Archive for Martin Jones

The Twit in Twitter

“We need something modern and snazzy to make the budget a bit more interesting, something like Twitter…lets really embrace this social media phenomena!”

telegraph-budget-page

Probably needed a bit more thought.

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The good, the bad and the ugly

Some interesting, some ridiculous and some sublime stories online last week about the state of the media industry and the future of the PR industry…

Let’s start with the interesting one.

PR Week reported that  the media industry is in a real crisis with 2009 potentially its worst year yet.

According to ‘The State of the News Media Report” , people are flooding online but online ad models aren’t going to generate anything like the same revenues as offline (is that really still a surprise?). The report actually concluded that classified advertising at newspapers could be nonexistent within five years!  The recession of course isn’t going to help…

This is the backdrop for the “urgent need for change”, “industry dying on its feet” PR nonsense / detritus that came out of the SXSW conference too.

Now, the Pew Study revealed that while nearly four in 10 Americans go online for news, up 19% from two years ago, they are still largely visiting online news sites like the NY Times (5th) and Tribune papers (6th) – although CNN, MSNBC and Yahoo News were the top three.  Nonetheless even the most popular blogs were nowhere near the top 10 in terms of traffic numbers.

But, according to commentators at SWSW, media relations as we know it is already dead and PR agencies are a dying breed. For me, this falls into the category of ridiculous.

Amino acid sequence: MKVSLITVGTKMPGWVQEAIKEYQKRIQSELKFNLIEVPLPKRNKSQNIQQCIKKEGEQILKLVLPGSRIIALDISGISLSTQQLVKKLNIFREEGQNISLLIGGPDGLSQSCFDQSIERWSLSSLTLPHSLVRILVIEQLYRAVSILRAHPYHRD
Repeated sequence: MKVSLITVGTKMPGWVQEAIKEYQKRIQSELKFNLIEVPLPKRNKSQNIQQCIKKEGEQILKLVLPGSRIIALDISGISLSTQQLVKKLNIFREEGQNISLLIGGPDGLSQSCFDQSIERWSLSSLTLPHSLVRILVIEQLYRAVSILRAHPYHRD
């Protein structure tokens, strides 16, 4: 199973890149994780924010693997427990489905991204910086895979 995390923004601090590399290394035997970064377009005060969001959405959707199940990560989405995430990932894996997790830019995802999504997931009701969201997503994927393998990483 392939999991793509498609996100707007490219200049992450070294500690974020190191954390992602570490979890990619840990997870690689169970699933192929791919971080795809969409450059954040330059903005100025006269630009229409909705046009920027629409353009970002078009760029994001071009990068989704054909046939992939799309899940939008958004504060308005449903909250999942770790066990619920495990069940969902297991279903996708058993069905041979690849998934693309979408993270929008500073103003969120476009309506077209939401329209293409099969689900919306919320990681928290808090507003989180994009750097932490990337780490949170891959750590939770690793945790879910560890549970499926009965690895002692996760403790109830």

Why on earth would PR agencies not be relevant just because the media landscape is changing? If you consider PR agents as brokers of information, then the more diversity that exists in the channels through which we can communicate the greater our potential.  Most of the people who are fueling this fire have launched agencies that claim to shun traditional PR techniques in favor of new “cutting edge” media techniques – the likes of which a normal PR agency is just incapable of comprehending.  Like rich media content creation (taking that enormous step from the written word to the spoken one) and social media press releases (really, how can those words even be used together!?).

In reality of course, intelligent PR people will just evolve their skills in tune with the evolving media (and non-media) landscape, adopting and incorporating new tactics and strategies as they always have.

And now the sublime – and I don’t think I have ever read a more ridiculous piece, dressed up as it is as an independent issues-based contribution to Ad Week.  No wonder the media are going out of business if this is the sort of thing they are willing to put their name to.

Who Owns Social Media – a clue:  don’t look to digital agencies or PR shops

Written by a guy who just launched his own…wait for it….social media agency.

“But don’t take my word for it. Continue to vest your future in companies that build elaborate destination Web sites, construct parties that nobody shows up to and deliver ostensibly social solutions that reek of control, manipulation and fakery.”

Now there’s a bit of competition bashing that smacks of desperation to me!

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Do you KNOW the media…?